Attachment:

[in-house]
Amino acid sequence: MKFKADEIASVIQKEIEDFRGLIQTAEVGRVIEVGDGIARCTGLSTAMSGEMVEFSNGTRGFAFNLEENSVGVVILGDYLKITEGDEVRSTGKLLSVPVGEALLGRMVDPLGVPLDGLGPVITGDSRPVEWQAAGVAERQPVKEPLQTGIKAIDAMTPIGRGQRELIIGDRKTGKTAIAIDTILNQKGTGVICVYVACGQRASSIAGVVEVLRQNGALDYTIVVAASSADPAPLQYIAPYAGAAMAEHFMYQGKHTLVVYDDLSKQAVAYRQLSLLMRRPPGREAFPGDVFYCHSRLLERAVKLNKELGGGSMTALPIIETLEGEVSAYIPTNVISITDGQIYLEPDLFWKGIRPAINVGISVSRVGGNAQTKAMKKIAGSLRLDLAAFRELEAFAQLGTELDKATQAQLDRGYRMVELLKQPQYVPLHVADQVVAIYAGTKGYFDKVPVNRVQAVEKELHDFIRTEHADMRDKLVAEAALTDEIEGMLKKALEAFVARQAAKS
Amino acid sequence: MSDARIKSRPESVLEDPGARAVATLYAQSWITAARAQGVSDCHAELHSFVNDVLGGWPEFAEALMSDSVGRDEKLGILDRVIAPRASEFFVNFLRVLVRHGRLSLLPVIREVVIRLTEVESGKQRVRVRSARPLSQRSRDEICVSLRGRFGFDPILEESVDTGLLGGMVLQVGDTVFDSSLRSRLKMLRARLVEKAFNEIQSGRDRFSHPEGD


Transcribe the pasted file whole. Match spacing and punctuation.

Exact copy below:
[in-house]
Amino acid sequence: MKFKADEIASVIQKEIEDFRGLIQTAEVGRVIEVGDGIARCTGLSTAMSGEMVEFSNGTRGFAFNLEENSVGVVILGDYLKITEGDEVRSTGKLLSVPVGEALLGRMVDPLGVPLDGLGPVITGDSRPVEWQAAGVAERQPVKEPLQTGIKAIDAMTPIGRGQRELIIGDRKTGKTAIAIDTILNQKGTGVICVYVACGQRASSIAGVVEVLRQNGALDYTIVVAASSADPAPLQYIAPYAGAAMAEHFMYQGKHTLVVYDDLSKQAVAYRQLSLLMRRPPGREAFPGDVFYCHSRLLERAVKLNKELGGGSMTALPIIETLEGEVSAYIPTNVISITDGQIYLEPDLFWKGIRPAINVGISVSRVGGNAQTKAMKKIAGSLRLDLAAFRELEAFAQLGTELDKATQAQLDRGYRMVELLKQPQYVPLHVADQVVAIYAGTKGYFDKVPVNRVQAVEKELHDFIRTEHADMRDKLVAEAALTDEIEGMLKKALEAFVARQAAKS
Amino acid sequence: MSDARIKSRPESVLEDPGARAVATLYAQSWITAARAQGVSDCHAELHSFVNDVLGGWPEFAEALMSDSVGRDEKLGILDRVIAPRASEFFVNFLRVLVRHGRLSLLPVIREVVIRLTEVESGKQRVRVRSARPLSQRSRDEICVSLRGRFGFDPILEESVDTGLLGGMVLQVGDTVFDSSLRSRLKMLRARLVEKAFNEIQSGRDRFSHPEGD